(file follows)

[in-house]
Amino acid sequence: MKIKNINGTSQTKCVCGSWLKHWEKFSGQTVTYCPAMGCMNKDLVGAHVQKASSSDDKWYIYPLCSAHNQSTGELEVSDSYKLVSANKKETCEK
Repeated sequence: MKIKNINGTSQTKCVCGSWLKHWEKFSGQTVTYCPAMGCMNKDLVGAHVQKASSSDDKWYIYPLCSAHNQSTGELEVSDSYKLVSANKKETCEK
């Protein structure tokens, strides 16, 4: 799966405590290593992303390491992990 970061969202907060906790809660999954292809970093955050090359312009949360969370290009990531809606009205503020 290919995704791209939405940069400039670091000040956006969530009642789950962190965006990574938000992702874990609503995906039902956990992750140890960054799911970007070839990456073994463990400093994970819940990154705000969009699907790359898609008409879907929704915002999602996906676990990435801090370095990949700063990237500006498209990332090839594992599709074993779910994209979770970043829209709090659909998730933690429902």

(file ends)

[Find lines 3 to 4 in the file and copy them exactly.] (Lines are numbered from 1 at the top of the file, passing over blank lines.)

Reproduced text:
Repeated sequence: MKIKNINGTSQTKCVCGSWLKHWEKFSGQTVTYCPAMGCMNKDLVGAHVQKASSSDDKWYIYPLCSAHNQSTGELEVSDSYKLVSANKKETCEK
């Protein structure tokens, strides 16, 4: 799966405590290593992303390491992990 970061969202907060906790809660999954292809970093955050090359312009949360969370290009990531809606009205503020 290919995704791209939405940069400039670091000040956006969530009642789950962190965006990574938000992702874990609503995906039902956990992750140890960054799911970007070839990456073994463990400093994970819940990154705000969009699907790359898609008409879907929704915002999602996906676990990435801090370095990949700063990237500006498209990332090839594992599709074993779910994209979770970043829209709090659909998730933690429902």